Appeal, No. 72, Oct. T., 1955, from order of Court of Common Pleas No. 3 of Philadelphia County, June T., 1954, No. 4789, in case of William J. Nolan v. Frank W. Hake and New Amsterdam Casualty Company. Order affirmed. Appeal by claimant from decision of Workmen's Compensation Board. Order entered sustaining appeal and remanding case to board for award, opinion by MacNEILLE, P.J. Defendants appealed.
Raymond J. Porreca, with him Raymond A. White, Jr., for appellants.
Lawrence I. Boonin, with him Carter & Boonin, for appellee.
Before Rhodes, P.j., Hirt, Ross, Gunther, Wright, Woodside, and Ervin, JJ.
[ 178 Pa. Super. Page 594]
In this workmen's compensation case, the claimant while acting in the course of his employment suffered an injury to the index fingers of both hands, resulting in the amputation of part of the first phalanges of both fingers. The parties entered into an agreement for the payment of compensation for an indefinite number of weeks. The claimant received payment thereunder for several weeks, and when he returned to work the employer and his insurance carrier filed a petition for termination of the compensation agreement on the basis that the claimant "had returned to work without loss in earning power". Claimant filed an answer denying the allegations of the petition and averring that he still suffered disability with attendant loss of earning power. After hearing, the referee concluded that the claimant had fully recovered from his injuries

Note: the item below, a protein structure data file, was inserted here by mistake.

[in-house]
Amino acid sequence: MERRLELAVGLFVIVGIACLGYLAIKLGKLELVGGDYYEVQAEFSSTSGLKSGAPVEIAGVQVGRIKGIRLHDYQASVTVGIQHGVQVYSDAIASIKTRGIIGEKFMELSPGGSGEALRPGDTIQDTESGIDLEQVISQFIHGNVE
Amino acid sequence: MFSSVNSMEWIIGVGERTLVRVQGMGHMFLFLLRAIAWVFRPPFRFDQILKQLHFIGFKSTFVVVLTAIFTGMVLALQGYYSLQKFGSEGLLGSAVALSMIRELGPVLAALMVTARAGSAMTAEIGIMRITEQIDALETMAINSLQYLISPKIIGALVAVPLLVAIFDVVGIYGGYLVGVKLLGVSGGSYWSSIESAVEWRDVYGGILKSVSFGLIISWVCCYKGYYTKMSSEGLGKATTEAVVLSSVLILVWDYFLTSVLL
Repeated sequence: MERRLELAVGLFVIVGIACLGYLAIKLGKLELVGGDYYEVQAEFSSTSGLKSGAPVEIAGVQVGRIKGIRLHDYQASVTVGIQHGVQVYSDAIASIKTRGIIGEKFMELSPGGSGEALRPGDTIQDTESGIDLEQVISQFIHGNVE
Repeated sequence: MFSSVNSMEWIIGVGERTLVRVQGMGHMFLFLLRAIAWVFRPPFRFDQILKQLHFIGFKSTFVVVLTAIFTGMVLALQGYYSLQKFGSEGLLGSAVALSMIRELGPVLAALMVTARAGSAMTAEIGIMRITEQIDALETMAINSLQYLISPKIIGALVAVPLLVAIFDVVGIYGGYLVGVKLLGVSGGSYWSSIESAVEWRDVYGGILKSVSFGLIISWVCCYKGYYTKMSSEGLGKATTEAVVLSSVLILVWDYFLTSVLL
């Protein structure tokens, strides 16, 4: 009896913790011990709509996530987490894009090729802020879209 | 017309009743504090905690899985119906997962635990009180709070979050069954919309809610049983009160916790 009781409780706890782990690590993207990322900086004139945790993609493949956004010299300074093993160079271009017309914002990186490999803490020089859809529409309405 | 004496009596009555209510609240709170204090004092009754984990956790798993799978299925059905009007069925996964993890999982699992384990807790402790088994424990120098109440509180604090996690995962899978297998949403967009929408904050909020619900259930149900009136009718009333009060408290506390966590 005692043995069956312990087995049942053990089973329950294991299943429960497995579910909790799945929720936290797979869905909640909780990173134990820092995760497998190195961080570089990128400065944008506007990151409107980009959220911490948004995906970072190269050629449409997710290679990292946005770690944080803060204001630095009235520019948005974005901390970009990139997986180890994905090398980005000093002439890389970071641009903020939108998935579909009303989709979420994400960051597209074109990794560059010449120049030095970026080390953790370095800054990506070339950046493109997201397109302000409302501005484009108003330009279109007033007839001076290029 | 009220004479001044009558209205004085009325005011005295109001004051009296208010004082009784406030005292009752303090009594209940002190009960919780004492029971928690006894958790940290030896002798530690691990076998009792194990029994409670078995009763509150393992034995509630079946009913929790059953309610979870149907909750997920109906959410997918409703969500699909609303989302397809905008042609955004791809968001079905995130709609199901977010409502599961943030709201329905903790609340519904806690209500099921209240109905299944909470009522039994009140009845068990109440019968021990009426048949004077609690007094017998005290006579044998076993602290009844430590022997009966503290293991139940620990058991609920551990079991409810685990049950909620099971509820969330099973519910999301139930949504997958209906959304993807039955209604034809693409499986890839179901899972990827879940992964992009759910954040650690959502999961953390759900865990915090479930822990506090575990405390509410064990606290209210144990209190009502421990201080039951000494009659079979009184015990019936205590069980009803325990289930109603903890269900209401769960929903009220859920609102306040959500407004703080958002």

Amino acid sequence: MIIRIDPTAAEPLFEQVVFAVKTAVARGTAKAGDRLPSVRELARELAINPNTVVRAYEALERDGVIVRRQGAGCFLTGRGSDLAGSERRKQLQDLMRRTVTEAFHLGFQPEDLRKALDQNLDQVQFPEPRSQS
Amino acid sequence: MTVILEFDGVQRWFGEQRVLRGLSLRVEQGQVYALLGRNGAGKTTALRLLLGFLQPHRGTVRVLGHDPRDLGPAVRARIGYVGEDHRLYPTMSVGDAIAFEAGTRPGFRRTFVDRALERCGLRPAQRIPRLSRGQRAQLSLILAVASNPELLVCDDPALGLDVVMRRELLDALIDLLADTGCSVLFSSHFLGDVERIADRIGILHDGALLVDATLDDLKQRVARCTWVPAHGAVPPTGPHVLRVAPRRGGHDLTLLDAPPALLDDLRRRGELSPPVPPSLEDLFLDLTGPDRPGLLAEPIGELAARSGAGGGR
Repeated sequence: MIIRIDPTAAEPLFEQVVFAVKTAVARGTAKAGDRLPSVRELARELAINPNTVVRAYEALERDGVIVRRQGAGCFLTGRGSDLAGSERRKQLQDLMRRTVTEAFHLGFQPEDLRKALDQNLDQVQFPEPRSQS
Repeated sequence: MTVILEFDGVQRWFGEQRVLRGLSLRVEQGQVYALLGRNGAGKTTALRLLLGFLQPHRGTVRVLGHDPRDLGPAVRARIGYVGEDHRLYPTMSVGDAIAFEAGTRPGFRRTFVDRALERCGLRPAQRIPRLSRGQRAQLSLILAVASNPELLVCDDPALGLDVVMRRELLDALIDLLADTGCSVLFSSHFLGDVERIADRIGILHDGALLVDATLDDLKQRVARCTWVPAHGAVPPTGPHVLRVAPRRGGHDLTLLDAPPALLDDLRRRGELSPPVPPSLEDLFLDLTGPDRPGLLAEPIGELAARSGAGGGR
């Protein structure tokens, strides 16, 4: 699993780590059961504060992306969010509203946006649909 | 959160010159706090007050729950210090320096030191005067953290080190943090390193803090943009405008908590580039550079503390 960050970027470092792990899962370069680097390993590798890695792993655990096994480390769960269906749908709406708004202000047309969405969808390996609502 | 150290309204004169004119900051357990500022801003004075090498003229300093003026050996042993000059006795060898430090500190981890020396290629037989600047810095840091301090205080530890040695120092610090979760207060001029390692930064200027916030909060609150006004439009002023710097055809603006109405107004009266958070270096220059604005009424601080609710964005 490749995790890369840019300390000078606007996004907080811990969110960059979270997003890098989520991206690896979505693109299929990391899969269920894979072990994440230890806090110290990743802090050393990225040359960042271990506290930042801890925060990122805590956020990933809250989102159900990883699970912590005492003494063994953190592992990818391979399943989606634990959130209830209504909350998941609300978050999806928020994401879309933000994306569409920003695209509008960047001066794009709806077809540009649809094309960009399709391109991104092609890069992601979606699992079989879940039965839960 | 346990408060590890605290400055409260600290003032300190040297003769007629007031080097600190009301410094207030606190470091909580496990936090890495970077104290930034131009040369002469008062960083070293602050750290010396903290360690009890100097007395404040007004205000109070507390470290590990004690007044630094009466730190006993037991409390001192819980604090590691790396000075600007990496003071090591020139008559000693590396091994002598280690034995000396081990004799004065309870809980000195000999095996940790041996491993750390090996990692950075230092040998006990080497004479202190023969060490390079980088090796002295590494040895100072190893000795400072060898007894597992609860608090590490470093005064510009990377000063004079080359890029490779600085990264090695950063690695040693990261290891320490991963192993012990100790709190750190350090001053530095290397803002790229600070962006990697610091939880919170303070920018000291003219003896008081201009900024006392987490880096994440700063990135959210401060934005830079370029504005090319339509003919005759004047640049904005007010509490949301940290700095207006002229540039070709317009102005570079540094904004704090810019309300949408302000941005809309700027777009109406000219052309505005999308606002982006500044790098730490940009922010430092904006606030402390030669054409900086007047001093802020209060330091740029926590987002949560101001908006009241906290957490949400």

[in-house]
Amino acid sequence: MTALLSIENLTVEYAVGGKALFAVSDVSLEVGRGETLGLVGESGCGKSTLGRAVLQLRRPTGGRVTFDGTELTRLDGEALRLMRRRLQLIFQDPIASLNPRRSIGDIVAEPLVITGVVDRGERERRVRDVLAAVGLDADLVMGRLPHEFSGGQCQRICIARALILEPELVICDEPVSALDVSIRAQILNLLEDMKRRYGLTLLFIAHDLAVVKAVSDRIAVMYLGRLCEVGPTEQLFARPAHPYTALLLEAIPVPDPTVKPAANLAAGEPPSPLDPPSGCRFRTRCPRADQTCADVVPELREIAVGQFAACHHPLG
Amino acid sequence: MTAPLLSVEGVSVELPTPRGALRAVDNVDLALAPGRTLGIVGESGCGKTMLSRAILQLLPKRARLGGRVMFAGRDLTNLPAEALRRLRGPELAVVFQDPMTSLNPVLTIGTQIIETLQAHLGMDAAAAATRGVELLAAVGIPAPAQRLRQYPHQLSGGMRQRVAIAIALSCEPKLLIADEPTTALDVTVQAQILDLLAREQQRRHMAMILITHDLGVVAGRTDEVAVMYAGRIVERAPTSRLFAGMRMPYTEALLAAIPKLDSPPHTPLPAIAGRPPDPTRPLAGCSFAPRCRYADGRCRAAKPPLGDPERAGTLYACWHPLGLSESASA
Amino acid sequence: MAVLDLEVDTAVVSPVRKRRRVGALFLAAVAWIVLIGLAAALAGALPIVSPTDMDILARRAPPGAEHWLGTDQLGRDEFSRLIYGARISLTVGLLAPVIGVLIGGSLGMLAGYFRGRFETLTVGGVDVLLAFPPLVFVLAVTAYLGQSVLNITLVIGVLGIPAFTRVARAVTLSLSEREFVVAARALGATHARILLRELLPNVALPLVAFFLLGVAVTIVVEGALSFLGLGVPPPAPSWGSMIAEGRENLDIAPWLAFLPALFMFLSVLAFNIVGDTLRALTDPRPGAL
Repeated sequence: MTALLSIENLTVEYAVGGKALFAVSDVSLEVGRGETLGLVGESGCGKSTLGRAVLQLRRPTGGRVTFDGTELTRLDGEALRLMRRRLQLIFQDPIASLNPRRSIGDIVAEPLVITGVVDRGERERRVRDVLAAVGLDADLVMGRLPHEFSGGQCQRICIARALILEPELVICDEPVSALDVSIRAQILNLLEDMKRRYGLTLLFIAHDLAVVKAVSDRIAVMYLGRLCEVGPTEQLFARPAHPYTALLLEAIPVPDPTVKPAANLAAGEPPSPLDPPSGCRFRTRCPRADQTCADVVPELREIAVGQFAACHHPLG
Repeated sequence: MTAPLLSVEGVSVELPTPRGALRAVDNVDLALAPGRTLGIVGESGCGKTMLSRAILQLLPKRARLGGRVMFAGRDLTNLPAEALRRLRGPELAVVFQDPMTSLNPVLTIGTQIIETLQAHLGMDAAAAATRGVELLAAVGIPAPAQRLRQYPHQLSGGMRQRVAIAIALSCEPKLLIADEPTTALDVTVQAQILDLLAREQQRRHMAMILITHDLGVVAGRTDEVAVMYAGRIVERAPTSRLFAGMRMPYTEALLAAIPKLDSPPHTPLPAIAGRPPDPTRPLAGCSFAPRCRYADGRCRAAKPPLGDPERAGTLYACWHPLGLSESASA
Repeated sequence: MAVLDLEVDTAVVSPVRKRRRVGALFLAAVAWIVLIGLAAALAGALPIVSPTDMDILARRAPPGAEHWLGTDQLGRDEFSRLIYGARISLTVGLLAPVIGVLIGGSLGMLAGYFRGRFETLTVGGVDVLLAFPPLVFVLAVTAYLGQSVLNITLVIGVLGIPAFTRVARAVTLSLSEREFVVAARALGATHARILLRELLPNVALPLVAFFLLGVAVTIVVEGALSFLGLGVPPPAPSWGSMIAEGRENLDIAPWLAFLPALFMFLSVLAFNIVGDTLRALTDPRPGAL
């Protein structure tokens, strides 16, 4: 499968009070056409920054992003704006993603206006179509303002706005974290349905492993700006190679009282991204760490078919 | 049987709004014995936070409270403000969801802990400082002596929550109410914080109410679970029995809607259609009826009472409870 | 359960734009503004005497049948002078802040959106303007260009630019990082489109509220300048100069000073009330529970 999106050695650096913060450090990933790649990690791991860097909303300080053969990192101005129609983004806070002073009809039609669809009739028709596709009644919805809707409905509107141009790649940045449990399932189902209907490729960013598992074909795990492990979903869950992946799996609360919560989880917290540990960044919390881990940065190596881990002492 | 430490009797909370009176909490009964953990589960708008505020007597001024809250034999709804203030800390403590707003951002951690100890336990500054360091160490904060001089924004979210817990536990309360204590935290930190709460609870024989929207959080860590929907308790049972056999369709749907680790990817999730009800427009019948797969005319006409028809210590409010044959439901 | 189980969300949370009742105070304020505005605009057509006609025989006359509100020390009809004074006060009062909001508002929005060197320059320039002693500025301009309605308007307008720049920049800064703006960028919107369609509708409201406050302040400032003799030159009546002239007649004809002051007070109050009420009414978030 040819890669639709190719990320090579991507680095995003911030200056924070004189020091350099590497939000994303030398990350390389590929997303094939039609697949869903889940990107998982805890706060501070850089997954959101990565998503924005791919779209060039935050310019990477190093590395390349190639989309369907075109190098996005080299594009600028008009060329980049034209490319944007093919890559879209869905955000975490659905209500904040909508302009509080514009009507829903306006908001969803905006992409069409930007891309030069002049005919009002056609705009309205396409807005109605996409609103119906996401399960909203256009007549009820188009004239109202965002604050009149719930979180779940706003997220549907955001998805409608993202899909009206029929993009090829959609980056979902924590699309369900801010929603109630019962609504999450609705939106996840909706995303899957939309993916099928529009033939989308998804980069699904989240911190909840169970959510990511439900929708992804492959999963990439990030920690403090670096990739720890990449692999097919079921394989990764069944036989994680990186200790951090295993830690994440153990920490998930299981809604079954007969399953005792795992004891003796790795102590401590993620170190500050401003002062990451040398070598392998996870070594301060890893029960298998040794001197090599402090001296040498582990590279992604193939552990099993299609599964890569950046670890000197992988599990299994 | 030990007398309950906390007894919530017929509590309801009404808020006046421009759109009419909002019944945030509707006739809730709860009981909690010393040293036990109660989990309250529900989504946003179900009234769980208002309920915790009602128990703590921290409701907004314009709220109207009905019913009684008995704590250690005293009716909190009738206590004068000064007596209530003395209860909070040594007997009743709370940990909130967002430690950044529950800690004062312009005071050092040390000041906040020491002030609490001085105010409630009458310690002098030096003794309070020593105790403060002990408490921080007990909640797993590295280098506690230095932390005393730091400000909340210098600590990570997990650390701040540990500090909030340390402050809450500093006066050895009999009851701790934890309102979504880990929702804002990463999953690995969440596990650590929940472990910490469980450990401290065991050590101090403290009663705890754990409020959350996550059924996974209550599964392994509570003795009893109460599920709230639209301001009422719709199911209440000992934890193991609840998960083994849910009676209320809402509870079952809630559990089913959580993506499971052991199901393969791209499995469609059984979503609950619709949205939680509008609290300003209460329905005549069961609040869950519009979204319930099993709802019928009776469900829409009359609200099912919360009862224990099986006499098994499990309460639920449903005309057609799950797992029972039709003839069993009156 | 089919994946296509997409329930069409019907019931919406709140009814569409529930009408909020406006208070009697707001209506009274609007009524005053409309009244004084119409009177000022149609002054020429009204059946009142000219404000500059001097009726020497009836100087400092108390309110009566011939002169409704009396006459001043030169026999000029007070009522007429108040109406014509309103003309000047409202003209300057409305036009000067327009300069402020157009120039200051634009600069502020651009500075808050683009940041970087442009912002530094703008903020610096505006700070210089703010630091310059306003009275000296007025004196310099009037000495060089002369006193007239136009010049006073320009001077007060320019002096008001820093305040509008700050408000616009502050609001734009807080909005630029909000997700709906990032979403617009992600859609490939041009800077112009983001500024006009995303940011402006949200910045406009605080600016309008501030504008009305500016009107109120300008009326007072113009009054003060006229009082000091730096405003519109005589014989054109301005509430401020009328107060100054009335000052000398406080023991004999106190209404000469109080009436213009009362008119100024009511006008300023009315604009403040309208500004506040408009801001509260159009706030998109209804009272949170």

[ 178 Pa. Super. Page 595]
and entered an order terminating the compensation agreement. This action was affirmed by the Board but the court below reversed the Board and remanded the case for an award under section 306(c) of the Act. The employer and his insurance carrier thereupon took this appeal.
The only testimony before the referee was given by two medical witnesses for the appellants who testified concerning the amount of the phalange and finger which was removed from each hand, and the claimant who was called as on cross-examination for the purpose of showing that he suffered no loss of earnings. The medical testimony, a dismemberment chart and X-rays show that as to the fleshy pad of each of the index fingers there is a 50 per cent. stump remaining on the distal phalanges, but as to the right distal phalange there is a 90 per cent. loss of the bony structure, and as to the left a 70 per cent. loss of the bony structure. There is no dispute about the extent of these losses. Consequently, the question before us is whether these facts constitute a compensable loss within the meaning of that part of section 306(c) of the Workmen's Compensation Act, 77 PS sec. 513, which provides as follows: "For all disability resulting from permanent injuries of the following classes, the compensation shall be exclusively as follows: ... For the loss of a first finger, commonly called index finger, sixty-six and two-thirds per centum of wages during thirty-five weeks.... The loss of the first phalange of the thumb, or of any finger, shall be considered equivalent to the loss of one-half of such thumb or finger, and shall be compensated at the same rate as for the loss of a thumb or finger, but for one-half of the period provided for the loss of a thumb or finger."
We are not concerned with the fact that the claimant has suffered no loss of earning power. Under section
[ 178 Pa. Super. Page 596306]
(c) compensation is payable irrespective of a claimant's actual disability or incapacity to labor. By this section, a fixed amount is to be paid without considering, but including, all incapacity to labor that may be connected therewith, whether such incapacity be total, partial, or no incapacity at all. Morrow v. J. S. Murray & Sons, 136 Pa. Superior Ct. 277, 7 A.2d 109; ...